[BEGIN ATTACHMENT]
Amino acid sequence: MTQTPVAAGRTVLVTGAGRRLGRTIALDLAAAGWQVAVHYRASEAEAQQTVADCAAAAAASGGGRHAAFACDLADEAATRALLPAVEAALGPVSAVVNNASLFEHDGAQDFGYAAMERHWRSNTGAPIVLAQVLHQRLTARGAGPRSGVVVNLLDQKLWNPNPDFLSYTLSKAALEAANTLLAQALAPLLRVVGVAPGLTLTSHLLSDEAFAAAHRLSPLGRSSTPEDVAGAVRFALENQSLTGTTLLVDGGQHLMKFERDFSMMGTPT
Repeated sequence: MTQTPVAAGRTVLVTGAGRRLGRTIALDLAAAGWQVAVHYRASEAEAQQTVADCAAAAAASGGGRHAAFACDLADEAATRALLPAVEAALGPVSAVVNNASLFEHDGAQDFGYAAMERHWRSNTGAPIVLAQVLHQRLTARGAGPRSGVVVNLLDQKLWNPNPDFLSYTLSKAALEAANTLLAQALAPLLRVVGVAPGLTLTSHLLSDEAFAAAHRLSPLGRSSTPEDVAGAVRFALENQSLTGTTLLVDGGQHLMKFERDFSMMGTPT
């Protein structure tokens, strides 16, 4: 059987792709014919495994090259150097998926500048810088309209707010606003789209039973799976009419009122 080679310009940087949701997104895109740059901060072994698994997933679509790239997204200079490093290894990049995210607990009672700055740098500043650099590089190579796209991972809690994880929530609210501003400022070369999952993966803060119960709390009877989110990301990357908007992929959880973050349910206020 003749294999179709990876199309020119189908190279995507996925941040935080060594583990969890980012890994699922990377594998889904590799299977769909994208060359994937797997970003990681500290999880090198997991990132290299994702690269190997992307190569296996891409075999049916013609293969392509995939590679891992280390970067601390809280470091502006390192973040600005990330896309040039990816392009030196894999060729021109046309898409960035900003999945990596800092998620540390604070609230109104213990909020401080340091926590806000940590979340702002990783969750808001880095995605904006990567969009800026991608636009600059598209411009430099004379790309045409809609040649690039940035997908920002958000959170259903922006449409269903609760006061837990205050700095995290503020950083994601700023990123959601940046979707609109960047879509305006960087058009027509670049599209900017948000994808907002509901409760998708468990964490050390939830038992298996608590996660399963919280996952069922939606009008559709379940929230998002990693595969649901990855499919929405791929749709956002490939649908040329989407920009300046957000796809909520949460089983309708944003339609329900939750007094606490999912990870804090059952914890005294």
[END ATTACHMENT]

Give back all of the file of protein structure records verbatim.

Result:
Amino acid sequence: MTQTPVAAGRTVLVTGAGRRLGRTIALDLAAAGWQVAVHYRASEAEAQQTVADCAAAAAASGGGRHAAFACDLADEAATRALLPAVEAALGPVSAVVNNASLFEHDGAQDFGYAAMERHWRSNTGAPIVLAQVLHQRLTARGAGPRSGVVVNLLDQKLWNPNPDFLSYTLSKAALEAANTLLAQALAPLLRVVGVAPGLTLTSHLLSDEAFAAAHRLSPLGRSSTPEDVAGAVRFALENQSLTGTTLLVDGGQHLMKFERDFSMMGTPT
Repeated sequence: MTQTPVAAGRTVLVTGAGRRLGRTIALDLAAAGWQVAVHYRASEAEAQQTVADCAAAAAASGGGRHAAFACDLADEAATRALLPAVEAALGPVSAVVNNASLFEHDGAQDFGYAAMERHWRSNTGAPIVLAQVLHQRLTARGAGPRSGVVVNLLDQKLWNPNPDFLSYTLSKAALEAANTLLAQALAPLLRVVGVAPGLTLTSHLLSDEAFAAAHRLSPLGRSSTPEDVAGAVRFALENQSLTGTTLLVDGGQHLMKFERDFSMMGTPT
């Protein structure tokens, strides 16, 4: 059987792709014919495994090259150097998926500048810088309209707010606003789209039973799976009419009122 080679310009940087949701997104895109740059901060072994698994997933679509790239997204200079490093290894990049995210607990009672700055740098500043650099590089190579796209991972809690994880929530609210501003400022070369999952993966803060119960709390009877989110990301990357908007992929959880973050349910206020 003749294999179709990876199309020119189908190279995507996925941040935080060594583990969890980012890994699922990377594998889904590799299977769909994208060359994937797997970003990681500290999880090198997991990132290299994702690269190997992307190569296996891409075999049916013609293969392509995939590679891992280390970067601390809280470091502006390192973040600005990330896309040039990816392009030196894999060729021109046309898409960035900003999945990596800092998620540390604070609230109104213990909020401080340091926590806000940590979340702002990783969750808001880095995605904006990567969009800026991608636009600059598209411009430099004379790309045409809609040649690039940035997908920002958000959170259903922006449409269903609760006061837990205050700095995290503020950083994601700023990123959601940046979707609109960047879509305006960087058009027509670049599209900017948000994808907002509901409760998708468990964490050390939830038992298996608590996660399963919280996952069922939606009008559709379940929230998002990693595969649901990855499919929405791929749709956002490939649908040329989407920009300046957000796809909520949460089983309708944003339609329900939750007094606490999912990870804090059952914890005294």